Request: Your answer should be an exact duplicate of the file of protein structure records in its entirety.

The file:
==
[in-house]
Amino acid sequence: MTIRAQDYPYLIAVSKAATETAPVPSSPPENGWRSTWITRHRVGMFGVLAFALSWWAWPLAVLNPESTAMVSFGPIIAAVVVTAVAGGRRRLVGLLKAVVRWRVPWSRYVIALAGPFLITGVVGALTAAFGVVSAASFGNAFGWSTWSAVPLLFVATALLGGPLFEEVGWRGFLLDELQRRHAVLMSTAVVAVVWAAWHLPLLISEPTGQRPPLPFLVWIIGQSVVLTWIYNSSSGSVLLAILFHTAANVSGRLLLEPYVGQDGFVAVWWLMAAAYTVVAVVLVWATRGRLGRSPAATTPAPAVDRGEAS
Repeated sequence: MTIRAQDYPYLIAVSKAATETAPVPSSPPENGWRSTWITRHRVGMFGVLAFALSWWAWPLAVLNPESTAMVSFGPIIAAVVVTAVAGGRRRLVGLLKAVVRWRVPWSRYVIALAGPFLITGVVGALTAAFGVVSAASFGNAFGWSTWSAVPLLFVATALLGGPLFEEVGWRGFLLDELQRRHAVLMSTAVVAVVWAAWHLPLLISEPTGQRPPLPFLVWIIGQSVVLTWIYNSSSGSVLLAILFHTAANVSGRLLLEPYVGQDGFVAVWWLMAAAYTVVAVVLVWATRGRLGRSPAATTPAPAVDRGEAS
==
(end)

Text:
[in-house]
Amino acid sequence: MTIRAQDYPYLIAVSKAATETAPVPSSPPENGWRSTWITRHRVGMFGVLAFALSWWAWPLAVLNPESTAMVSFGPIIAAVVVTAVAGGRRRLVGLLKAVVRWRVPWSRYVIALAGPFLITGVVGALTAAFGVVSAASFGNAFGWSTWSAVPLLFVATALLGGPLFEEVGWRGFLLDELQRRHAVLMSTAVVAVVWAAWHLPLLISEPTGQRPPLPFLVWIIGQSVVLTWIYNSSSGSVLLAILFHTAANVSGRLLLEPYVGQDGFVAVWWLMAAAYTVVAVVLVWATRGRLGRSPAATTPAPAVDRGEAS
Repeated sequence: MTIRAQDYPYLIAVSKAATETAPVPSSPPENGWRSTWITRHRVGMFGVLAFALSWWAWPLAVLNPESTAMVSFGPIIAAVVVTAVAGGRRRLVGLLKAVVRWRVPWSRYVIALAGPFLITGVVGALTAAFGVVSAASFGNAFGWSTWSAVPLLFVATALLGGPLFEEVGWRGFLLDELQRRHAVLMSTAVVAVVWAAWHLPLLISEPTGQRPPLPFLVWIIGQSVVLTWIYNSSSGSVLLAILFHTAANVSGRLLLEPYVGQDGFVAVWWLMAAAYTVVAVVLVWATRGRLGRSPAATTPAPAVDRGEAS